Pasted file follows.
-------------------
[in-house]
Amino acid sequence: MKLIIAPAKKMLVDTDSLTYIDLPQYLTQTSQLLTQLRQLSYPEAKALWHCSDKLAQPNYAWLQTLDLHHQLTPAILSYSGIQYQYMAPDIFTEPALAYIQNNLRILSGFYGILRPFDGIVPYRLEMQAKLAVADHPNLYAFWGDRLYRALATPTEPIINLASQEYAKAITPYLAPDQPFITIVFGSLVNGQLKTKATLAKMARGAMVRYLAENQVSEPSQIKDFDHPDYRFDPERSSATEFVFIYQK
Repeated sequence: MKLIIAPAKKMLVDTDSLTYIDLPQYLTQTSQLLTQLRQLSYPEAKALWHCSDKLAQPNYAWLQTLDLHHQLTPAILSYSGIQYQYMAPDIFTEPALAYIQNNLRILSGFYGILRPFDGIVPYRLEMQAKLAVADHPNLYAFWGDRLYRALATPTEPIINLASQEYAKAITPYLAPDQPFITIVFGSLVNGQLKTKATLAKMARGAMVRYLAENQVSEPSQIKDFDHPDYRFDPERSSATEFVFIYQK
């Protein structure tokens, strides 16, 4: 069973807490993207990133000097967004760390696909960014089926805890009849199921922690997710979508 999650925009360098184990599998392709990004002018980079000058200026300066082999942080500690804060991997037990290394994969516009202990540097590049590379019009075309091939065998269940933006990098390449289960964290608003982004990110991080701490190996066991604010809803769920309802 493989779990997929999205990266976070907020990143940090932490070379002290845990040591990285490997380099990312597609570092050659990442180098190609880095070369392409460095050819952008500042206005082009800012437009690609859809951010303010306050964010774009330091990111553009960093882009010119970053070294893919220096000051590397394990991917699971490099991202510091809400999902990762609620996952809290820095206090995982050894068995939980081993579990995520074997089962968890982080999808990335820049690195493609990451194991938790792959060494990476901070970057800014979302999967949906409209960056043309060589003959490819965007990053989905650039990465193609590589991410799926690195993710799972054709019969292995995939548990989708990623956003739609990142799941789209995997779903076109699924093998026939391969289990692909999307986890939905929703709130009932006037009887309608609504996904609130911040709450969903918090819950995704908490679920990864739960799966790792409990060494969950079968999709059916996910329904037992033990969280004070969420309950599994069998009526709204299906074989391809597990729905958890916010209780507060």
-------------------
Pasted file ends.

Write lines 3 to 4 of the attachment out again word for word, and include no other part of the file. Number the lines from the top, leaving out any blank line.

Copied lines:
Repeated sequence: MKLIIAPAKKMLVDTDSLTYIDLPQYLTQTSQLLTQLRQLSYPEAKALWHCSDKLAQPNYAWLQTLDLHHQLTPAILSYSGIQYQYMAPDIFTEPALAYIQNNLRILSGFYGILRPFDGIVPYRLEMQAKLAVADHPNLYAFWGDRLYRALATPTEPIINLASQEYAKAITPYLAPDQPFITIVFGSLVNGQLKTKATLAKMARGAMVRYLAENQVSEPSQIKDFDHPDYRFDPERSSATEFVFIYQK
């Protein structure tokens, strides 16, 4: 069973807490993207990133000097967004760390696909960014089926805890009849199921922690997710979508 999650925009360098184990599998392709990004002018980079000058200026300066082999942080500690804060991997037990290394994969516009202990540097590049590379019009075309091939065998269940933006990098390449289960964290608003982004990110991080701490190996066991604010809803769920309802 493989779990997929999205990266976070907020990143940090932490070379002290845990040591990285490997380099990312597609570092050659990442180098190609880095070369392409460095050819952008500042206005082009800012437009690609859809951010303010306050964010774009330091990111553009960093882009010119970053070294893919220096000051590397394990991917699971490099991202510091809400999902990762609620996952809290820095206090995982050894068995939980081993579990995520074997089962968890982080999808990335820049690195493609990451194991938790792959060494990476901070970057800014979302999967949906409209960056043309060589003959490819965007990053989905650039990465193609590589991410799926690195993710799972054709019969292995995939548990989708990623956003739609990142799941789209995997779903076109699924093998026939391969289990692909999307986890939905929703709130009932006037009887309608609504996904609130911040709450969903918090819950995704908490679920990864739960799966790792409990060494969950079968999709059916996910329904037992033990969280004070969420309950599994069998009526709204299906074989391809597990729905958890916010209780507060």